Much has been written about gratitude, law of attraction, and such things, in all sorts of contexts.
But, is it relevant to your career? Does it work? Or is it really just a load of woo-woo rubbish peddled by people with too much time on their hands?
An interesting article on the subject was printed in the Guardian a while ago and brought to my attention recently on LinkedIn. It’s useful to see different perspectives and I certainly don’t agree with all of the points made, but it’s prompted me to write this piece.
Once you have read this blog, you can check out the other article and let me have your thoughts on the questions I’ve posed at the end.
One of the psychologists quoted in that article, Alex Wood, suggests that people in bad situations might feel “a sense of misplaced gratitude”. I think it unlikely, but he makes a good point that it must be “gratitude with discernment”.
I believe that gratitude does have a positive benefit as long as it is done with that discernment. It is not some airy-fairy fad that’s just the latest thing in the world of personal development. The ideas and wisdom behind it are not new. There are genuine benefits and reasons why we get those benefits and it’s useful to start with basic understanding of how our minds work.
In the human brain most of the processing takes place in the unconscious mind.
It processes things very literally, doesn’t deal with negatives well, and learns fast to do what our conscious minds instruct. That’s why once you’ve learnt something (for example, how to drive, play a sport or musical instrument, open a door, or drink from a cup), you don’t have to consciously think through the process of doing it every time to you it.
If you’ve been driving for a while, you probably just jump in the car and drive. You don’t have to think about when or how to change gear. Your unconscious mind does it for you. I learnt to touch type many years ago. I don’t have to think where each letter is on the keyboard as I type this article, my fingers just press the right key, thanks to my unconscious mind.
At the same time, by the way, my unconscious mind is processing many thousands (some say millions) of other instructions that regulate my temperature, keep me breathing, etc, etc.
Our unconscious minds will also notice what we are consciously and consistently spend time thinking about; in other words, what we instruct is important to us.
For example, if you’re thinking about buying a particular item, let’s say a mobile phone, you’ll tend to notice what phones other people are carrying and spot the shops and outlets as you walk down the high street. Someone with you who isn’t looking for a phone now might not notice at all. It’s because your unconscious mind is highlighting them to you and your friend’s is not.
Another example. My kids developed this game when they were young where every time they spotted a yellow car they would say “yellow car no returns”. Eventually, of course, I ended up playing with them. Even now, when I’m out on my own, I notice yellow cars and find myself saying those words under my breath.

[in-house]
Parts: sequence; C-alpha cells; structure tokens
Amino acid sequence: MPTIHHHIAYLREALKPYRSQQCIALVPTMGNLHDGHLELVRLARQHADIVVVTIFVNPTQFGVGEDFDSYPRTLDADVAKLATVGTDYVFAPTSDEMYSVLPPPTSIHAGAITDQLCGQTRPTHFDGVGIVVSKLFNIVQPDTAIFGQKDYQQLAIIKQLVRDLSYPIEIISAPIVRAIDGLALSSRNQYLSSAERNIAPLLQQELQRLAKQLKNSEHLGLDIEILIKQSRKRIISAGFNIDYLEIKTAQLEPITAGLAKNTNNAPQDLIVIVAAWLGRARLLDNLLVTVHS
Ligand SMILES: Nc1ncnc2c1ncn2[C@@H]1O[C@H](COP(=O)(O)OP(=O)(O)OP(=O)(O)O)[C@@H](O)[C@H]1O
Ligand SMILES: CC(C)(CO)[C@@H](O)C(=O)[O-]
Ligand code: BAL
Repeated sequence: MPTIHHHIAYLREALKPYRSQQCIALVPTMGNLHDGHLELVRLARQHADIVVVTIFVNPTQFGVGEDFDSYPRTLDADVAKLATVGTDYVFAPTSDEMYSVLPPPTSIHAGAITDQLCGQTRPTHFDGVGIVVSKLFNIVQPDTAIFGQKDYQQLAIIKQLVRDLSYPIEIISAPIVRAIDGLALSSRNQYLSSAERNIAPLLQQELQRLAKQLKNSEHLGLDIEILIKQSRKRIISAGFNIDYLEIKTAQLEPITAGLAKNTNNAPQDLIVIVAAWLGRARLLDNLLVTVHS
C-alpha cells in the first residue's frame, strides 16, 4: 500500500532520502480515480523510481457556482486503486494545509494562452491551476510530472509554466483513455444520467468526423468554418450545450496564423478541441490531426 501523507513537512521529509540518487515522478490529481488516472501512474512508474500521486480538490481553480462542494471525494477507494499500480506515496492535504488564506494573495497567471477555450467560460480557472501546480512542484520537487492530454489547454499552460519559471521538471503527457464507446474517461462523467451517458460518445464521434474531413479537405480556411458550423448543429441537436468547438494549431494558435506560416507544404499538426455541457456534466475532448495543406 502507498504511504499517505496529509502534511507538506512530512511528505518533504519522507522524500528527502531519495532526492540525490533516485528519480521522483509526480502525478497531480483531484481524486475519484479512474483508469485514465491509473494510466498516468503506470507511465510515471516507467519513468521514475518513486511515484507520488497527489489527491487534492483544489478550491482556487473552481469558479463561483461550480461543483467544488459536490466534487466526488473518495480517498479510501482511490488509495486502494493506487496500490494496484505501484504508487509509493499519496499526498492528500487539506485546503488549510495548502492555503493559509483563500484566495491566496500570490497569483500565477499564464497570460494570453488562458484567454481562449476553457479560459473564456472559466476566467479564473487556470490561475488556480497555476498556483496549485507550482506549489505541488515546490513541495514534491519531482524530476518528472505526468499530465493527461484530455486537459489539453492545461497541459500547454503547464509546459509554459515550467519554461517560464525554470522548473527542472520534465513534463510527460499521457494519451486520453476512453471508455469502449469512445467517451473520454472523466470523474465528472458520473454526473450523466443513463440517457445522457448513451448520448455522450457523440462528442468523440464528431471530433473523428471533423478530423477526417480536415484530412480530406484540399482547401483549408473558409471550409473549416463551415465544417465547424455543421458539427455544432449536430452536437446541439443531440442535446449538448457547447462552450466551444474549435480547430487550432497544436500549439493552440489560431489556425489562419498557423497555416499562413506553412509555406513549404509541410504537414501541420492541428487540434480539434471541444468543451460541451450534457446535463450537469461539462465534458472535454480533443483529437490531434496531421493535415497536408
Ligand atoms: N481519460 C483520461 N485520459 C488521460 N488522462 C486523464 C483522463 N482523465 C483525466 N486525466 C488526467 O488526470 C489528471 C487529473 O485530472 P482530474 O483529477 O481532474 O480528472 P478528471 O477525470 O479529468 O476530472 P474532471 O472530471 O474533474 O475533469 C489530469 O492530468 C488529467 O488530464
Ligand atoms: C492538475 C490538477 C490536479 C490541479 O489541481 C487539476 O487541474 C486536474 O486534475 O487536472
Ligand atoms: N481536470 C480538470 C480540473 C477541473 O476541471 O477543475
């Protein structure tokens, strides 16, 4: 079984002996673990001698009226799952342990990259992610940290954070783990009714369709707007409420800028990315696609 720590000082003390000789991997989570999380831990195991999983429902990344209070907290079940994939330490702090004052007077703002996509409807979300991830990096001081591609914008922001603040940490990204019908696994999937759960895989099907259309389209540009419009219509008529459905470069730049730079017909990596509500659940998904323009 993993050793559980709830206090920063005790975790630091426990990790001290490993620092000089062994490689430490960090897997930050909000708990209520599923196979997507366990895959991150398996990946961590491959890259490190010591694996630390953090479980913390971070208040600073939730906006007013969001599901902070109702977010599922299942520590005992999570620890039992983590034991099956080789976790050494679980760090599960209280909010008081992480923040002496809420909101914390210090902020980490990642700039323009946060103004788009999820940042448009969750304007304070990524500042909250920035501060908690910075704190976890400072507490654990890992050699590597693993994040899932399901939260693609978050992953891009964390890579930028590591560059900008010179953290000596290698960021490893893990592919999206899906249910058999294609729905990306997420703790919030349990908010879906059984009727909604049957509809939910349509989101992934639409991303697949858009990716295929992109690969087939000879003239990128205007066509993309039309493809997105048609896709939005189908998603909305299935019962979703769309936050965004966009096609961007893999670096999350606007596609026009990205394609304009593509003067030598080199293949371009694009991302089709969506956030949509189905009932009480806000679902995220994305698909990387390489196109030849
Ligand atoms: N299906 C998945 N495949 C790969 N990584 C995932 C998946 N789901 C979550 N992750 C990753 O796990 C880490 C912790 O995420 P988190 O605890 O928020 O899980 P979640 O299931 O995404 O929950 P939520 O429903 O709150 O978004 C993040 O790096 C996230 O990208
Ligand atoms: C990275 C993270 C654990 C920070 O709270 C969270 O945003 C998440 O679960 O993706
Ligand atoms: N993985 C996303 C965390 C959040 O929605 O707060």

This is where that mindset for success comes from: “What you focus on consistently you tend to create in your life”. It is not magic. It’s just that when you consistently focus on things, your unconscious mind points them out to you, so you tend to get more of them.
Be careful what you spend time focusing on!
That is how gratitude works. If you notice things you are grateful for, or pleased about, it focusses you on things that make you feel good and balances our human neurological tendency to look for the danger (the negative things).
Two exercises I use with my clients are as follows:
The idea is that very night before you go to bed, you write down three things, or more, that you are grateful for that happened that day. I usually suggest to include things you are grateful for and things you are pleased about. It can be big things or little things.
For example: I’m grateful that I signed up a new client today. I’m pleased that I had a nice cup of tea with my friend today. I’m grateful for the sound of the birds and the sunshine.
It works on the premise that you brush your teeth each evening before bed for a couple of minutes. While you’re doing that, you’ve got nothing else to do, so you start to list in your head all the things you are please about or grateful for, in a similar way to what you’d write in a journal: “Today I’m pleased that I signed up a new client, etc”.
By actively training yourself to focus on the good things in your life, the things you are pleased about and grateful for, you start to notice them in the moment which improves your general wellbeing and happiness levels and helps you get better results: When we are happy, we tend to interact in a better and more productive way with those around us and we tend to perform better in the tasks we are doing.
The worst-case scenario is that you have super-clean teeth. (By the way, when you brush your teeth in the morning, that’s a great time to set your intentions for the day.)
So now it’s over to you.
I’d love to know your thoughts on the questions below, both now and in a few weeks when you’ve tried it out. If you want to share your thoughts as you go, put them in The Career Café Facebook group. If you’re not a member, come on in, it’s free to join.
If you are interested, here is the article that prompted me to write this piece: Read here
Top practical tips and inspiration for your career - arriving straight into your inbox.